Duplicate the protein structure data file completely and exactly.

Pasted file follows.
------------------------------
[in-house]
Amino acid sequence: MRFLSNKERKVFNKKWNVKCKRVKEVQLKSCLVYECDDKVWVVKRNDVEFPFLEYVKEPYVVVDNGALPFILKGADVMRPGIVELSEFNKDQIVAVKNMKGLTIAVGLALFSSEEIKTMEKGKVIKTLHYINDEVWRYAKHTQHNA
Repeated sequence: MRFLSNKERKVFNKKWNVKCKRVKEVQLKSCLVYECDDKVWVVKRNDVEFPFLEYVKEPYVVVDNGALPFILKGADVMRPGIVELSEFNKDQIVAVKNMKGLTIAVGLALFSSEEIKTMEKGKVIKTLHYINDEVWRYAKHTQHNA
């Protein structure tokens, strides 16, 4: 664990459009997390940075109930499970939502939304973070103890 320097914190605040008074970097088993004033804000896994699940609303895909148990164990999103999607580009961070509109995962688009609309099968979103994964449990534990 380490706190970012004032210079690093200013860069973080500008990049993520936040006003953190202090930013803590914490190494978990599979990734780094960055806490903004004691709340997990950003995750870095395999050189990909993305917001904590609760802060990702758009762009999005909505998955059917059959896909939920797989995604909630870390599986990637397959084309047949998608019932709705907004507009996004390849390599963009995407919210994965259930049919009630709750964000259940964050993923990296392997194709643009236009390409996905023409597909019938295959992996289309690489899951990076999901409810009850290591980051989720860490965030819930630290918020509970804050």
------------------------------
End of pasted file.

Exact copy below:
[in-house]
Amino acid sequence: MRFLSNKERKVFNKKWNVKCKRVKEVQLKSCLVYECDDKVWVVKRNDVEFPFLEYVKEPYVVVDNGALPFILKGADVMRPGIVELSEFNKDQIVAVKNMKGLTIAVGLALFSSEEIKTMEKGKVIKTLHYINDEVWRYAKHTQHNA
Repeated sequence: MRFLSNKERKVFNKKWNVKCKRVKEVQLKSCLVYECDDKVWVVKRNDVEFPFLEYVKEPYVVVDNGALPFILKGADVMRPGIVELSEFNKDQIVAVKNMKGLTIAVGLALFSSEEIKTMEKGKVIKTLHYINDEVWRYAKHTQHNA
């Protein structure tokens, strides 16, 4: 664990459009997390940075109930499970939502939304973070103890 320097914190605040008074970097088993004033804000896994699940609303895909148990164990999103999607580009961070509109995962688009609309099968979103994964449990534990 380490706190970012004032210079690093200013860069973080500008990049993520936040006003953190202090930013803590914490190494978990599979990734780094960055806490903004004691709340997990950003995750870095395999050189990909993305917001904590609760802060990702758009762009999005909505998955059917059959896909939920797989995604909630870390599986990637397959084309047949998608019932709705907004507009996004390849390599963009995407919210994965259930049919009630709750964000259940964050993923990296392997194709643009236009390409996905023409597909019938295959992996289309690489899951990076999901409810009850290591980051989720860490965030819930630290918020509970804050």